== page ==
The Reading

This post is by our guest author Susanne Bröer. Susanne lives in Berlin, is a graduate in business management, has been passionately sewing quilts for 30 years and writes short stories, so-called five-liners.

Thursday, 8 pm! There aren’t many people sitting in the auditorium, maybe a dozen – mostly of the older generation, literature lovers, so to speak. Some are armed with writing material to take notes, others wait in curiosity for the literary spectacle that is about to follow. A woman enters the stage, dressed in black, accompanied by an almost ash-blond small boy, presumably her son. A large book with a red cloth cover lies open on the table in front of her.

She takes a seat, not without first taking off her black blazer. Now she sits there in a top of flowing black fabric, its thin straps densely studded with rhinestones; on her lap her small boy with a dreamy look in his eyes. She begins to speak. One hand gesticulates to reinforce her words, the other holds the blond boy tightly. The child is quiet, yet I find it difficult to concentrate on the content-heavy words of the reading. I try to avert my gaze and let my gaze drift to the floor. On the floor are the feet of the woman dressed in black, wedged into exceedingly pointed black court shoes with high heels completely studded with glittering stones.

What did she just read out?

I’m distracted, can’t concentrate… She continues to speak elatedly. The boy on her lap is gradually getting restless. I catch less and less of what she is saying, but obviously she doesn’t want to be ruffled, because she has a firm grip on the boy. Her hands are unadorned. No ring, no bracelet, no watch adorns these hands. They hold the child, they turn the pages of the book as if they did not belong in this place.

What did she say?

The blond boy is increasingly disgruntled. What is this?? She lays him flat, sweeps up her glittery top and stuffs a large breast into the child’s mouth. The little one is quiet, she continues reading with her upper body half exposed and I ponder why a boy who can already walk needs to be breastfed during a reading. I am confused.

What was she talking about just now?

She briefly interrupts her discourse and asks the small blond boy‘s father to take the child from her. What? His father is here? Couldn’t he have taken care of the little boy right from the beginning of the reading? An older man gets up and walks to the front. You can tell by looking at the man that only he can be the father. The resemblance is undeniable. Father and son leave the place of intellectual diversion, for the boy is now screaming at the top of his lungs. Thank God, I think. But the moments of quiet and concentration are short-lived and abruptly interrupted as father and son return and the little blond boy is anxious to spend the rest of the evening with his mother.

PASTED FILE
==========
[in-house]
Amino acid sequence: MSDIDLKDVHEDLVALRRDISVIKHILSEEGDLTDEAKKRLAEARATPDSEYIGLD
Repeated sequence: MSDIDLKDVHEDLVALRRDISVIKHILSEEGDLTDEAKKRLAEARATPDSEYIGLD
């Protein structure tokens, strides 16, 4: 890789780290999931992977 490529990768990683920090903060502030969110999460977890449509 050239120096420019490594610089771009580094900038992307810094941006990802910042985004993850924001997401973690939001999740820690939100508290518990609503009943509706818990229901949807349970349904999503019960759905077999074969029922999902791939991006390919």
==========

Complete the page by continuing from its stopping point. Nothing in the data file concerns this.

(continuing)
Why did she laugh just now?

The boy, who can already walk very well, now runs around a bit and tests the stability of the standard lamp next to the reading table. But the woman dressed in black has everything under control. Still reading individual passages of text, she is always in command of the situation. Leafing through the book with one hand, preventing the lamp from toppling with the other. My thoughts are full of everything but the content of the reading; after all, I am mesmerised by the prospect of the lamp falling over at any moment.

What did she just explain?

The child pushes back onto her lap; he is becoming increasingly tired and restless. His father approaches. With withdrawn, shy gestures he attempts to take the boy away from his mother. The small, blond boy is reluctant to leave his mother and so he only receives a few caresses from the father, who then immediately retreats to his row. The child becomes fretful. The woman dressed in black continues with her exposition. Once again the child is placed in the horizontal lap position. There is obviously some difficulty in releasing her breast from underneath. Without any scruples, she takes the breast out of her cleavage and positions it on her rhinestone-studded top, not without applying another pump-squeeze grip with her hand so that the milk apparently flows better. I feel harassed. How much further does she want to go?

What did she just lecture about?

I find it hard to follow. These constant distractions don’t allow me to really immerse myself in the topic. The little blond boy has finished drinking now, but he is fidgeting and whining. I think he just wants to go to bed now. An audience member comments gruffly that she should finally get the boy to calm down, after all, he paid for the reading. The father immediately jumps up and timidly takes the child from the woman dressed in black. The little blond boy Immediately bursts out screaming again. Indignant, some listeners leave the reading. After silence has finally returned, I can only follow the final remarks with difficulty, for my head is full of question marks. What a pity, the big book with the beautiful red cloth cover looked so promising.

Original text: Susanne Bröer
English translation: BCO


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